This book is difficult to review. The book is really about the coal industry in Colorado (and adjacent Mountain West states), how the coal was formed, how the industry started, the types of workers and various unionization efforts throughout those years of intensive labor. The entirety of the 10 days war takes about 10 pages and given the significant gaps in the historical record, he's done a good job.

However, getting to that specific strike takes over 200 pages. He has created an interesting h
A great book on a little known "battle" between Colorado mine workers, backed by their union, and coal companies, backed by the National Guard. Andrews presented a narrative that flowed easily as he broke down the reasons for the fight between the union workers and the coal companies. It was a compelling story and one I found more interesting than I originally thought.
Deborah Méndez-wilson
This is a must read for anyone who wants a comprehensive, scholarly look at the Ludlow Massacre, one of the saddest chapters of Colorado history. Professor Andrews is a fine researcher and writer, who writes in a very authoritative, journalistic style. I like that he admits that he knew nothing about Ludlow while growing up in Denver, which can seem light years away from southern Colorado, where I grew up. I, on the other hand, heard about Ludlow when I was just a little girl. My grandfather, a ...more
This one just won the Bancroft (awarded by the Organization of American Historians for best book) and Carson (awarded by the Americans Society for Environmental History for best book) prizes. It also happens to be authored by a friend of mine from grad school. He sat across the table from me in my first-ever grad seminar, and by the time he'd made his third comment I was beginning to wonder if I'd chosen the wrong career. He was *that* intimidatingly smart. Then at the end of class, he asked if ...more
Donna Herrick
This is by far one of the besty books that I have ever read, it makes me want to redefine my rating system. This is a history of the events called the "Ludlow Massacre", but it is much more. Andrews gives a great view of the coal mining industry, its place in society, how mining came to be in Colorado, and the conditions that the miners worked and lived in. I wish I had this as an e-book so that I could go to the references over and over again.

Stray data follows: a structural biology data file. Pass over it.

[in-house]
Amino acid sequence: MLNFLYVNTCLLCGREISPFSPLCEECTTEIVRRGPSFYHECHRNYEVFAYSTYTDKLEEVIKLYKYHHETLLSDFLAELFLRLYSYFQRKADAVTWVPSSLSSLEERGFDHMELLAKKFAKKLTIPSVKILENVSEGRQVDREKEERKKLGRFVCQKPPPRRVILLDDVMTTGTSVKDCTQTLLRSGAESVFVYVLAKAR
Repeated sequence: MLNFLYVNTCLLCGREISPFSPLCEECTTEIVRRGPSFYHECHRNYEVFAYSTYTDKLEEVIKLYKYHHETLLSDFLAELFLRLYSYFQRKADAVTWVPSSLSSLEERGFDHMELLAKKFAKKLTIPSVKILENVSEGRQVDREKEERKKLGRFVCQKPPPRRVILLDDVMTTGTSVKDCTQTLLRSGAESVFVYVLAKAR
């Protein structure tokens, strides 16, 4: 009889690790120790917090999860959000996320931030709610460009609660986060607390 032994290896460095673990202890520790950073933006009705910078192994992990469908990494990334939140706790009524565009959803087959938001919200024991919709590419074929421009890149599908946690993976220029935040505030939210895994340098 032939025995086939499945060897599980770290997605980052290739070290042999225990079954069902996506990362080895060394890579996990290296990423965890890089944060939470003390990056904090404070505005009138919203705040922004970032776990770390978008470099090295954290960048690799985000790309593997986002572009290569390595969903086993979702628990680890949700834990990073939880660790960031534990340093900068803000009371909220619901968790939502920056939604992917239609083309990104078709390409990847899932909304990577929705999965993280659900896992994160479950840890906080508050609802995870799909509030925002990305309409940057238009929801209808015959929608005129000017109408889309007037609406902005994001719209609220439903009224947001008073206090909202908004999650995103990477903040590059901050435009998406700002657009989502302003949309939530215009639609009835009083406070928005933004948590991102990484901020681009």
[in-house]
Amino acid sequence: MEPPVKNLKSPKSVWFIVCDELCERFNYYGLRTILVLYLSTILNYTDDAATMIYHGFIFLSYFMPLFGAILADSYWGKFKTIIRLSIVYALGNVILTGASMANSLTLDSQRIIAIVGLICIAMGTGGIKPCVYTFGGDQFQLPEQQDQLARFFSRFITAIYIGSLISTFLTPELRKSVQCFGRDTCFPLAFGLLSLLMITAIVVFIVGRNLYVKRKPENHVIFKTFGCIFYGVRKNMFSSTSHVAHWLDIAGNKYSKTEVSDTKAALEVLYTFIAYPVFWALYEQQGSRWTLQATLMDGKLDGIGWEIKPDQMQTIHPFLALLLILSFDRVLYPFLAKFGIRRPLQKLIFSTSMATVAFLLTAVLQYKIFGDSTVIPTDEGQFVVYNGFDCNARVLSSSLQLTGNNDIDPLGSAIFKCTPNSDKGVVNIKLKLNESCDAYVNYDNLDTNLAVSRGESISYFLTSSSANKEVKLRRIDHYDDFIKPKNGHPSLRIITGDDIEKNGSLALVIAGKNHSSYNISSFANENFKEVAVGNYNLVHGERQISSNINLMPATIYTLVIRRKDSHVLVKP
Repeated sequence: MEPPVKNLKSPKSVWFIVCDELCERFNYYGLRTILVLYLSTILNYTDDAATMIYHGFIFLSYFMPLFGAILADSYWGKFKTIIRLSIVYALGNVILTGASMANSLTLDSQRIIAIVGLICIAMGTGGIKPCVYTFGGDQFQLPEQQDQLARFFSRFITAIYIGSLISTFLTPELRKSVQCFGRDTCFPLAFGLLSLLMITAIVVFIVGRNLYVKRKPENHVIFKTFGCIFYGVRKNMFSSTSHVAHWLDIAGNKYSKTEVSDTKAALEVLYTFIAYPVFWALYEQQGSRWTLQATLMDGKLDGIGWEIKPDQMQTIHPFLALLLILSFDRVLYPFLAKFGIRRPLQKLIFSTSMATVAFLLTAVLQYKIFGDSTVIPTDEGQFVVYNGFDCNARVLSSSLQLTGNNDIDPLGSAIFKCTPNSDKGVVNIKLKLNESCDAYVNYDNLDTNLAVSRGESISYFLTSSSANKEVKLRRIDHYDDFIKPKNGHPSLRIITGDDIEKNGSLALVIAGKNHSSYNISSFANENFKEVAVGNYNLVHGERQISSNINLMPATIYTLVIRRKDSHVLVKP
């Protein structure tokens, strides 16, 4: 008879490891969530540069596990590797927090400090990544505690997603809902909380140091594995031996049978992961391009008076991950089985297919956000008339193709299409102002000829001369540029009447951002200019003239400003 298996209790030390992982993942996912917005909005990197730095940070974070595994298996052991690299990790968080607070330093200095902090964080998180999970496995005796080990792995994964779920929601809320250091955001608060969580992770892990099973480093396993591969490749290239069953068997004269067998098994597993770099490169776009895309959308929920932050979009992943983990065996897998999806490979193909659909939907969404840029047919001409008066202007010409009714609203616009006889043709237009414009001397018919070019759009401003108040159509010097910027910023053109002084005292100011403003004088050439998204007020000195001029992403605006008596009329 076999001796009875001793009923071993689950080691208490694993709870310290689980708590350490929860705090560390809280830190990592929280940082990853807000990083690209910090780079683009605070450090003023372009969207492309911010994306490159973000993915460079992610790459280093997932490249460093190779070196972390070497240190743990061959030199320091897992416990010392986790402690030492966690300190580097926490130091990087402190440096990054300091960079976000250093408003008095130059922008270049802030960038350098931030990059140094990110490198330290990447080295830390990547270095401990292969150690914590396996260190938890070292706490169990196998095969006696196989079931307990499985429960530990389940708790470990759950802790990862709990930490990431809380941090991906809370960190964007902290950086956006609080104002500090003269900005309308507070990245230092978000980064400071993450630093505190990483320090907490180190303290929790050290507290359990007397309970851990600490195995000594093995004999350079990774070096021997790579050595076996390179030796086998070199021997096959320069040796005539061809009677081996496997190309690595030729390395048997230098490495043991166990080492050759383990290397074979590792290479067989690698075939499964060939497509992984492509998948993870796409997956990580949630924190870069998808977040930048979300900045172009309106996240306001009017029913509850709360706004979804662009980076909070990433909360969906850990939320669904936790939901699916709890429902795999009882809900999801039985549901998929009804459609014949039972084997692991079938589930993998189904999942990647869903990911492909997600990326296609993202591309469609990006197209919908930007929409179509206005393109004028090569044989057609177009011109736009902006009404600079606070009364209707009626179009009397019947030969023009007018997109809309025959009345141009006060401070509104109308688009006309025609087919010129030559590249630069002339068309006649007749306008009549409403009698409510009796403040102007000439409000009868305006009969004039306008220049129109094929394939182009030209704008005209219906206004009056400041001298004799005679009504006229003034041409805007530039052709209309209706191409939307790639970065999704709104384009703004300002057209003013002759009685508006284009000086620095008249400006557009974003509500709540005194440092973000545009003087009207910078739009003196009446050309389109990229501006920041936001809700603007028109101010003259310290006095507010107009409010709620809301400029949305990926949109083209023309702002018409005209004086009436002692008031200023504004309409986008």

I find many parallels between
American society now a
Diana Reyes
"Killing for Coal" by Thomas G. Andrews writes a well written book on the retelling of the Ludlow Massacre. This book has a magical way to intrigue a read and captivate them. It provides valuable information on the event. This book is a good way to learn every detail and aspect of the Ludlow attack. It's a can't miss for readers interested in the coal history.
I actually got to do a "real" review of this one. See here, if you like:

What I didn't have room to say in the review is that the book is written by an academic, and boy can his lingo be annoying. If you can get past his insistence on using terms like "workspace" and "vernacular landscape," it's a fascinating read.
May 28, 2013 Jay marked it as unfinished  ·  review of another edition
We didn't read the entirety of this work for my History of Energy course this past semester (Spring 2013) and, contrary to my hopes, I didn't get to read the remainder before I had to part with the book.
Nice prose for a very factual book, sometimes too fact heavy though. It made it hard to read. I wish the events reached a better climax, but I guess that's history for you.
Written by an academic, and it shows. I made a couple of attempts but couldn't wade through the prose. Pity, an important piece of history.